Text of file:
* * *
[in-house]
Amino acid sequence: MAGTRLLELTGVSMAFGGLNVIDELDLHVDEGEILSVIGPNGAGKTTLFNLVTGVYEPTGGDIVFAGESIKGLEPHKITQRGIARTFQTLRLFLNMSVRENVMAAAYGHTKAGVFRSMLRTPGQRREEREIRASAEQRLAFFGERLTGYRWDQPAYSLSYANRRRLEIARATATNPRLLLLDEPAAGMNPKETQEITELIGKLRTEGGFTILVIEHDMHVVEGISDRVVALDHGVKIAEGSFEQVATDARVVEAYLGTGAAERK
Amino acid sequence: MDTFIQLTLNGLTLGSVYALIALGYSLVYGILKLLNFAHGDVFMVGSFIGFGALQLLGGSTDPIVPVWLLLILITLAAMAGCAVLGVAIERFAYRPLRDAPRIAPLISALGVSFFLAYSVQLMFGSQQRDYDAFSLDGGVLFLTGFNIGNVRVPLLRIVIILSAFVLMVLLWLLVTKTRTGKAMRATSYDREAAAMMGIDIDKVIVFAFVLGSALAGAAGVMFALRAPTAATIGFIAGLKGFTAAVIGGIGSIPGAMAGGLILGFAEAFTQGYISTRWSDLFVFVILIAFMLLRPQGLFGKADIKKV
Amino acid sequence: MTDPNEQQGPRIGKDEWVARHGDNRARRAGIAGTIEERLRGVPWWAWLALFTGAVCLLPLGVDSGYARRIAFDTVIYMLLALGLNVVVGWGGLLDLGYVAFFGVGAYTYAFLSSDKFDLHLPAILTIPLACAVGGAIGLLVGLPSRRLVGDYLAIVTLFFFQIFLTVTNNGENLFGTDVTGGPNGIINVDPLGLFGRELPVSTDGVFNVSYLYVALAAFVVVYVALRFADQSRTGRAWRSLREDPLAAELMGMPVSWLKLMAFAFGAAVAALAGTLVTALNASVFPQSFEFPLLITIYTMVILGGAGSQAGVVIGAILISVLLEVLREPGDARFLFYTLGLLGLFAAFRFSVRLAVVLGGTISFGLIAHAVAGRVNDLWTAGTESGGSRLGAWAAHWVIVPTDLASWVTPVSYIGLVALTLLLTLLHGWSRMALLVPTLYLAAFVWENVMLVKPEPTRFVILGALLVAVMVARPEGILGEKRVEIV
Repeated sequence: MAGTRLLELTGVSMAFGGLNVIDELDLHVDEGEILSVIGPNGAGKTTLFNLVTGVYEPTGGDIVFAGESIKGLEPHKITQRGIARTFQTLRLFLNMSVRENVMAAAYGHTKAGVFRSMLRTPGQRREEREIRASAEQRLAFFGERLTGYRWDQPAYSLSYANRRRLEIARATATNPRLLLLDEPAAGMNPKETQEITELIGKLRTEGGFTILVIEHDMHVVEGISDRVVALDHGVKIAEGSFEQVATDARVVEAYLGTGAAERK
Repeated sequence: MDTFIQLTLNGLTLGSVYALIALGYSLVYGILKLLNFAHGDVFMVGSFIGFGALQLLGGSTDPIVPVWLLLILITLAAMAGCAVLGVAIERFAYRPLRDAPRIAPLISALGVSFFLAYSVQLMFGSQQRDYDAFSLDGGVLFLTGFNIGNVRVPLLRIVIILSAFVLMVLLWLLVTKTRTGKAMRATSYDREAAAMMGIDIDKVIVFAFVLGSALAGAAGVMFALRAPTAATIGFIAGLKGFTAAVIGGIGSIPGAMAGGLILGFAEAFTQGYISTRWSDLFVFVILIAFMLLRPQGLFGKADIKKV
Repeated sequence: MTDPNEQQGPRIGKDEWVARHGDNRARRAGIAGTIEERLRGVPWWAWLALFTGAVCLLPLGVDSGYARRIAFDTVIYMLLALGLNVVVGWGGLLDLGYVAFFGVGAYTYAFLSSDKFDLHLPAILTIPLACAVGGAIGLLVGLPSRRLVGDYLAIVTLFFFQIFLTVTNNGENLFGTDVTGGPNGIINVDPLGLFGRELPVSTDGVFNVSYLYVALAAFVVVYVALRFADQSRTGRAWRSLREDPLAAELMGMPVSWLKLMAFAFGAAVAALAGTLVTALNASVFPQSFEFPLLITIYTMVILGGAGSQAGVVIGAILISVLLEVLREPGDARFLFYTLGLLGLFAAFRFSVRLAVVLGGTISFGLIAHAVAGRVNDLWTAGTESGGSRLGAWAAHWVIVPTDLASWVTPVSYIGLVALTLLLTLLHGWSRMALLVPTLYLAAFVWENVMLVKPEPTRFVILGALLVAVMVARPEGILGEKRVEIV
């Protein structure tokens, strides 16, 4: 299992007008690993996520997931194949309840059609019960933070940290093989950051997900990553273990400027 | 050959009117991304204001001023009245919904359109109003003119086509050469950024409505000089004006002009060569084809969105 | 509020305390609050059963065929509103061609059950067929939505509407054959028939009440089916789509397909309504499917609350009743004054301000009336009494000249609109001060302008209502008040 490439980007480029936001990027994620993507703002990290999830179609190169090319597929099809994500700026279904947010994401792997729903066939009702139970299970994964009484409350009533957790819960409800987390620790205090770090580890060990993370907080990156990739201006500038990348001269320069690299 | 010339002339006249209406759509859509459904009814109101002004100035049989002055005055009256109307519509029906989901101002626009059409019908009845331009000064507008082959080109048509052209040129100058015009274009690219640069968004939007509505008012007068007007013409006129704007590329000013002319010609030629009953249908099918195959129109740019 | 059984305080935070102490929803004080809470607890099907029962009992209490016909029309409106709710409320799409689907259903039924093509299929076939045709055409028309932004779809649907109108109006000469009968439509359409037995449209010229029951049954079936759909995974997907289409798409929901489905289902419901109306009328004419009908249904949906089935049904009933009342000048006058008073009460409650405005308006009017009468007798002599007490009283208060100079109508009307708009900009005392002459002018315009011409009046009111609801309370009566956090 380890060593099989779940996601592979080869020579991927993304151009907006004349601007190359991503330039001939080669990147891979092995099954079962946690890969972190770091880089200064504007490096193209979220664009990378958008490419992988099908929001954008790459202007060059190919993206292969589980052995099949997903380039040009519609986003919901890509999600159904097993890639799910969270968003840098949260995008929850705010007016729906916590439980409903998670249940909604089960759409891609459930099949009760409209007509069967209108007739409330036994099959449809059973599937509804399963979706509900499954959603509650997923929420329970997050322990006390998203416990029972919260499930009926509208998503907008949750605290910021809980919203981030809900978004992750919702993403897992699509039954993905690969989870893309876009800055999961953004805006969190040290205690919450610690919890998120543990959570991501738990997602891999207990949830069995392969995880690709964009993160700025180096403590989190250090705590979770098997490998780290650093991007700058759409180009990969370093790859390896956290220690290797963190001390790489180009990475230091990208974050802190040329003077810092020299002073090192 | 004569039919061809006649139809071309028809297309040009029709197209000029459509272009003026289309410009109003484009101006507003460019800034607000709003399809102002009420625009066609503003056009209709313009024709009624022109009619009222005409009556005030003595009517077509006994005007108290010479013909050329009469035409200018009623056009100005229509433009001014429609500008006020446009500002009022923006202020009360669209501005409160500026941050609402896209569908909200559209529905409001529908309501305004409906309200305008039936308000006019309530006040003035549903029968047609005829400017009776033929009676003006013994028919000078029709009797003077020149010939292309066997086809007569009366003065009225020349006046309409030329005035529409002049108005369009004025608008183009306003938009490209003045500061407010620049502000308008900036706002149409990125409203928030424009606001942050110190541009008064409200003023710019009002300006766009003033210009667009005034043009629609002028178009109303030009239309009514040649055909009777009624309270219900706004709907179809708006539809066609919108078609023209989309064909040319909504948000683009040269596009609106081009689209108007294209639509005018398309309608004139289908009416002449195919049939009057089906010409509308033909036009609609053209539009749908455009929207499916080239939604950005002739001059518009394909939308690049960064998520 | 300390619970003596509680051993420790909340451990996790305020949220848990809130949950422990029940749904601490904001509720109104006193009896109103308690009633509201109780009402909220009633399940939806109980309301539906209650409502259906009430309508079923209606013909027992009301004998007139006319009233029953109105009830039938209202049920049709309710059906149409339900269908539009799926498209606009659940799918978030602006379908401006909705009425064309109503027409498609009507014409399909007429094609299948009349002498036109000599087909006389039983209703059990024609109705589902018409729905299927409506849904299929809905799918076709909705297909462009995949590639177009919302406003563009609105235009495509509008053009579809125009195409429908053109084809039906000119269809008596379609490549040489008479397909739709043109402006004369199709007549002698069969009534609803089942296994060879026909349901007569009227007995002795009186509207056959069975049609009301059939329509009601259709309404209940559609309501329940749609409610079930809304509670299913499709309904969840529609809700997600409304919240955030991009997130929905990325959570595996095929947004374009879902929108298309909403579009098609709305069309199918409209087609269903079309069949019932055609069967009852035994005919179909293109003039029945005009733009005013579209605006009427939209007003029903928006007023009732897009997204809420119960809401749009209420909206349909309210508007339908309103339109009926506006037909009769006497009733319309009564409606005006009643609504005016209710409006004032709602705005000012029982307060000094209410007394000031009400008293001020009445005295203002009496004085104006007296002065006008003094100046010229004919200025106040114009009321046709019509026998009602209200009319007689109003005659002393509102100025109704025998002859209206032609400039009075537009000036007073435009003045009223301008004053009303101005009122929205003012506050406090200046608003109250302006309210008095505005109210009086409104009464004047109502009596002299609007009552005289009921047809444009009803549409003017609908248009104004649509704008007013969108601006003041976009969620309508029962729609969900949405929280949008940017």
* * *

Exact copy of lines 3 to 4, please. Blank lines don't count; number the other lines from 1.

Amino acid sequence: MDTFIQLTLNGLTLGSVYALIALGYSLVYGILKLLNFAHGDVFMVGSFIGFGALQLLGGSTDPIVPVWLLLILITLAAMAGCAVLGVAIERFAYRPLRDAPRIAPLISALGVSFFLAYSVQLMFGSQQRDYDAFSLDGGVLFLTGFNIGNVRVPLLRIVIILSAFVLMVLLWLLVTKTRTGKAMRATSYDREAAAMMGIDIDKVIVFAFVLGSALAGAAGVMFALRAPTAATIGFIAGLKGFTAAVIGGIGSIPGAMAGGLILGFAEAFTQGYISTRWSDLFVFVILIAFMLLRPQGLFGKADIKKV
Amino acid sequence: MTDPNEQQGPRIGKDEWVARHGDNRARRAGIAGTIEERLRGVPWWAWLALFTGAVCLLPLGVDSGYARRIAFDTVIYMLLALGLNVVVGWGGLLDLGYVAFFGVGAYTYAFLSSDKFDLHLPAILTIPLACAVGGAIGLLVGLPSRRLVGDYLAIVTLFFFQIFLTVTNNGENLFGTDVTGGPNGIINVDPLGLFGRELPVSTDGVFNVSYLYVALAAFVVVYVALRFADQSRTGRAWRSLREDPLAAELMGMPVSWLKLMAFAFGAAVAALAGTLVTALNASVFPQSFEFPLLITIYTMVILGGAGSQAGVVIGAILISVLLEVLREPGDARFLFYTLGLLGLFAAFRFSVRLAVVLGGTISFGLIAHAVAGRVNDLWTAGTESGGSRLGAWAAHWVIVPTDLASWVTPVSYIGLVALTLLLTLLHGWSRMALLVPTLYLAAFVWENVMLVKPEPTRFVILGALLVAVMVARPEGILGEKRVEIV